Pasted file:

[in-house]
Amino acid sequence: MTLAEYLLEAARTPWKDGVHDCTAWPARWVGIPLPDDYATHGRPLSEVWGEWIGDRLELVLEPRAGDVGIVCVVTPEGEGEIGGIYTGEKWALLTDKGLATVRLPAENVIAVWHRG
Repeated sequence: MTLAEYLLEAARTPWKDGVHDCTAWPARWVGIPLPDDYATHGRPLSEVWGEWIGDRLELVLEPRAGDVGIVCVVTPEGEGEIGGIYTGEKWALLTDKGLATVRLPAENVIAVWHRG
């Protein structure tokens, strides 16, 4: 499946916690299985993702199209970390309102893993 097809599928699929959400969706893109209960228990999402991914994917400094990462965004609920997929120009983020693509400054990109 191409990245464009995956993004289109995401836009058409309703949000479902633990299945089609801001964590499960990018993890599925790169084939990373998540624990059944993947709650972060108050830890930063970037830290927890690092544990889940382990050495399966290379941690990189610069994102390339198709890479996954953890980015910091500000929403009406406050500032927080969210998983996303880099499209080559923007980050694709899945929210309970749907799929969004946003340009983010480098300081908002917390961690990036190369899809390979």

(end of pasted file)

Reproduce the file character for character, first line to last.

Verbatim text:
[in-house]
Amino acid sequence: MTLAEYLLEAARTPWKDGVHDCTAWPARWVGIPLPDDYATHGRPLSEVWGEWIGDRLELVLEPRAGDVGIVCVVTPEGEGEIGGIYTGEKWALLTDKGLATVRLPAENVIAVWHRG
Repeated sequence: MTLAEYLLEAARTPWKDGVHDCTAWPARWVGIPLPDDYATHGRPLSEVWGEWIGDRLELVLEPRAGDVGIVCVVTPEGEGEIGGIYTGEKWALLTDKGLATVRLPAENVIAVWHRG
């Protein structure tokens, strides 16, 4: 499946916690299985993702199209970390309102893993 097809599928699929959400969706893109209960228990999402991914994917400094990462965004609920997929120009983020693509400054990109 191409990245464009995956993004289109995401836009058409309703949000479902633990299945089609801001964590499960990018993890599925790169084939990373998540624990059944993947709650972060108050830890930063970037830290927890690092544990889940382990050495399966290379941690990189610069994102390339198709890479996954953890980015910091500000929403009406406050500032927080969210998983996303880099499209080559923007980050694709899945929210309970749907799929969004946003340009983010480098300081908002917390961690990036190369899809390979």